Thank you for your helpful insight everyone. I know the strategies very well, however, my feeling is that too much emphasis is currently being placed on "low volatility strategies". The Fund managers have become whimy trying to compete against benchmarks and produce low volatility returns. I believe that truly attractive funds are those that will step out and take swings. With that said, as a Fund of Funds product, I need to produce low volatility returns to attract the institutional clients. Hence, my desire to create a portfolio of well diversified high volatility inputs seeking to create a low volatility product with enhanced returns. I am just trying to ascertain some reinforcement that you can in fact create a low volatility product utilizing high volatility components which is counter to standard logic currently deployed in the business. Beyond that, I want to ascertain how many diversified high volatility inputs I will require at a minimum to produce a low volatility earnings stream. I realize that it's at least as much of an art than a science. I've got the art and am looking for the science component. Thanks again!

7. ### Sparohok

This is an extremely well studied problem. You can go back to Markowitz' original 1952 paper, if you want, it's moderately readable. You can also look in any financial economics text. For that matter, here's a reasonable overview in Wikipedia:

http://en.wikipedia.org/wiki/Modern_portfolio_theory

There's an excellent treatment of portfolio theory in Capinski and Zastawniak's "Mathematics for Finance" p.107-117. They derive a closed form solution for the minimum variance portfolio subject to linear constraints which can be useful for straightforward optimizations.

If the closed form solution is too cumbersome or your constraints are more complex, you can use William Sharpe's gradient optimization method:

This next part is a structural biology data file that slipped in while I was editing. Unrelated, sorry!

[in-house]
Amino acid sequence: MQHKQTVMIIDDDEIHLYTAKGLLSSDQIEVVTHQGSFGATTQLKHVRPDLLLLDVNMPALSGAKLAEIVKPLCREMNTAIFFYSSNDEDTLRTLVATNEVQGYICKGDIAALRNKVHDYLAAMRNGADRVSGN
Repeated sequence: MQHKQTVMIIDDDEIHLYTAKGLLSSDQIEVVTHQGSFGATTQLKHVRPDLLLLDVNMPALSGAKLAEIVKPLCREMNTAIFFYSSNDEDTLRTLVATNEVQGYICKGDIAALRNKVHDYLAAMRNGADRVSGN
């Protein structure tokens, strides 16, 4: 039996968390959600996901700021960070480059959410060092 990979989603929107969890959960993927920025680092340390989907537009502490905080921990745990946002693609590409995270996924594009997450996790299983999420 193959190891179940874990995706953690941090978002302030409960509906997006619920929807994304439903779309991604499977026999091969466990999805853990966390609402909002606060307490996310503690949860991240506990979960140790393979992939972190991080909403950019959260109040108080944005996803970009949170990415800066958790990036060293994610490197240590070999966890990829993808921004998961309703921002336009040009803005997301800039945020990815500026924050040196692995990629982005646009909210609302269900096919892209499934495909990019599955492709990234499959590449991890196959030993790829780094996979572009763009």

http://www.stanford.edu/~wfsharpe/mia/mia.htm
http://www.stanford.edu/~wfsharpe/mia/opt/mia_opt1.htm

This online text is written for practitioners. Sharpe provides sample code and walks you through the entire process.

More recent academic work focuses on statistical flaws of mean-variance optimization, the error sensitivity of the covariance matrix, and how to construct well-conditioned estimators. If nothing else, it is absolutely critical that you have a good grasp of the statistical sensitivity of the method and use robust data. For example, the number of historical data points should be much larger than the dimension of your covariance matrix, ideally 20x larger to ensure statistical significance. For a good summary of the statistical issues written for practitioners, I recommend Ledoit and Wolf's paper "Honey, I Shrunk the Sample Covariance Matrix." Yes, that's really what it's called. Between that paper and its references you can get a very good education on the pitfalls of mean-variance optimization.

http://www.ledoit.net/research.htm

Finally, anyone who thinks a fund of funds should be constructed with intuition or common sense, but without a deep understanding of the mathematics of portfolio optimization, has no business managing other people's money.

Martin

8. ### MoralHazard

As the previous poster points out, the theory is quite simple, but the devil is in the details, especially once you put in constraints and want to be fast about it.